Moreover, the MFNN algorithms demonstrate robust performance in dealing with noisy or incomplete data.22
It is difficult to interpret individual variables generated by the MFNN, while logistic regression analysis provides insightful information for the interpretation of model parameters.14
Therefore, logistic regression can be used as a complementary method to the MFNN approach.22
In this study, we found that the MFNN model with two layers performed the same as the MFNN with one hidden layer in terms of accuracy and AUC. It has been demonstrated that the MFNN with only one hidden layer should be adequate as a universal approximator of any nonlinear function, indicating that the MFNN with one hidden layer is always enough.4
Thus, this implication was validated by our simulation results in the present study. When an approximation with one hidden layer would require an impractically large number of hidden units in solving some complex real world problems, multiple hidden layers may become necessary.4
Further direct experimentation is warranted to evaluate the impact of the proposed approach on patient outcomes in the context of computerized clinical decision support systems (CDSSs), which are information systems designed to aid clinicians in making clinical decisions.28
In general, CDSSs provide clinicians with information systems for diagnosis, prevention, and disease management, as well as for drug dosing and drug prescribing,28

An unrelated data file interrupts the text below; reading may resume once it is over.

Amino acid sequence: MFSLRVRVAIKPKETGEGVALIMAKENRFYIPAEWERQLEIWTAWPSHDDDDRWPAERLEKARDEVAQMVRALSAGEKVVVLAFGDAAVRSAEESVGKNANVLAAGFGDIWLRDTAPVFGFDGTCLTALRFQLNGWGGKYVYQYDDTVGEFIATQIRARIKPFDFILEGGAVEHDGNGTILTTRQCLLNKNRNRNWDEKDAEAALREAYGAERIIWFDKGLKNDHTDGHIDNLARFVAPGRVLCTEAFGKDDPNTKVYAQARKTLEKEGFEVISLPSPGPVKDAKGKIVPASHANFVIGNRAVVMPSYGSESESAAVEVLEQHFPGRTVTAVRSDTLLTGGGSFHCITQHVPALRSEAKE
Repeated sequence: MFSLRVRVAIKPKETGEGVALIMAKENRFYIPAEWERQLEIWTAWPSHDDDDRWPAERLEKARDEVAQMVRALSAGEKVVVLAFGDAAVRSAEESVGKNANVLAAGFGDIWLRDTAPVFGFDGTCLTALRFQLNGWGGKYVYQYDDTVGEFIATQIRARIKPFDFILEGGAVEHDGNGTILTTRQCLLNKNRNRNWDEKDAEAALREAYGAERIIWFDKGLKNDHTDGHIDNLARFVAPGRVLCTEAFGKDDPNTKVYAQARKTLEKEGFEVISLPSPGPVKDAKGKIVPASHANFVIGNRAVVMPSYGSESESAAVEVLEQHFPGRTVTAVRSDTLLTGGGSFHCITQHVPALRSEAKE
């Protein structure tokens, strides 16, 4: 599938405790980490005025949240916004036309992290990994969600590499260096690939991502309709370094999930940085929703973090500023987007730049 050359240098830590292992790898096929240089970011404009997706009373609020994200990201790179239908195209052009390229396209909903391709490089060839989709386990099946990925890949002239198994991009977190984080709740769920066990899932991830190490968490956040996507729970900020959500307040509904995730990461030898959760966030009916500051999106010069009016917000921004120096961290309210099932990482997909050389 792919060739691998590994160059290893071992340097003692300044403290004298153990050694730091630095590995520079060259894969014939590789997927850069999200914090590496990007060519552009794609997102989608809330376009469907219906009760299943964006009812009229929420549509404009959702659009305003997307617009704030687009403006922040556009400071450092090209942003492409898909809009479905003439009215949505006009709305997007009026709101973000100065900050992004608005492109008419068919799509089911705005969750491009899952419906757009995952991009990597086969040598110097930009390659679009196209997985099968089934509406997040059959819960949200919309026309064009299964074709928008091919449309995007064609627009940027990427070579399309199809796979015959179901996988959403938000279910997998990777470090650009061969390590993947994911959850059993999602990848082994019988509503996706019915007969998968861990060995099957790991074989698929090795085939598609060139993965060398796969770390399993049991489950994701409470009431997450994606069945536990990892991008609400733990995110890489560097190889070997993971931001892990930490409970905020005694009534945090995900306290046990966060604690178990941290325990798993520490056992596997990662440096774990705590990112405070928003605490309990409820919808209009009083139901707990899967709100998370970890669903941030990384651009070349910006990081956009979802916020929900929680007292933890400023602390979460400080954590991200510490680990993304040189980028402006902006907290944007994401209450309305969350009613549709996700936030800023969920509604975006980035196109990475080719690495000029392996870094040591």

and CDSSs have shown great promise for reducing practice errors, improving patient care, and achieving lower costs.29
Furthermore, CDSSs are probably best introduced into healthcare organizations in two stages, basic stage (such as drug-allergy checking, basic dosing guidance, and drug-drug interaction checking) and advanced stage (including dosing support for geriatric patients, guidance for medication-related laboratory testing, and drug-pregnancy checking).30
In addition, Kawamoto and colleagues identified several features strongly associated with a CDSS’s ability to improve clinical practice and suggested that the automatic provision of decision support as part of clinician workflow is the most important feature (p
This finding is consistent with one of the Ten Commandments for effective CDSSs published by Bates and colleagues, that is, implementing CDSSs should fit into the user’s work flow and integrate suggestions with clinical practice.31
There were several limitations to this study as follows. First, the small size of the sample does not allow definite conclusions to be drawn. In addition, the contributions of other genetic markers as well as demographic and clinical factors should be further examined. It would seem that SNPs are inadequate as the only variable. Other data, especially from the clinical records and laboratory values of patients, could be included to improve model performance as a further development of the method. In future work, large prospective clinical trials are necessary in order to answer whether these genetic and clinical factors are reproducibly associated with IFN-alfa/RBV treatment response.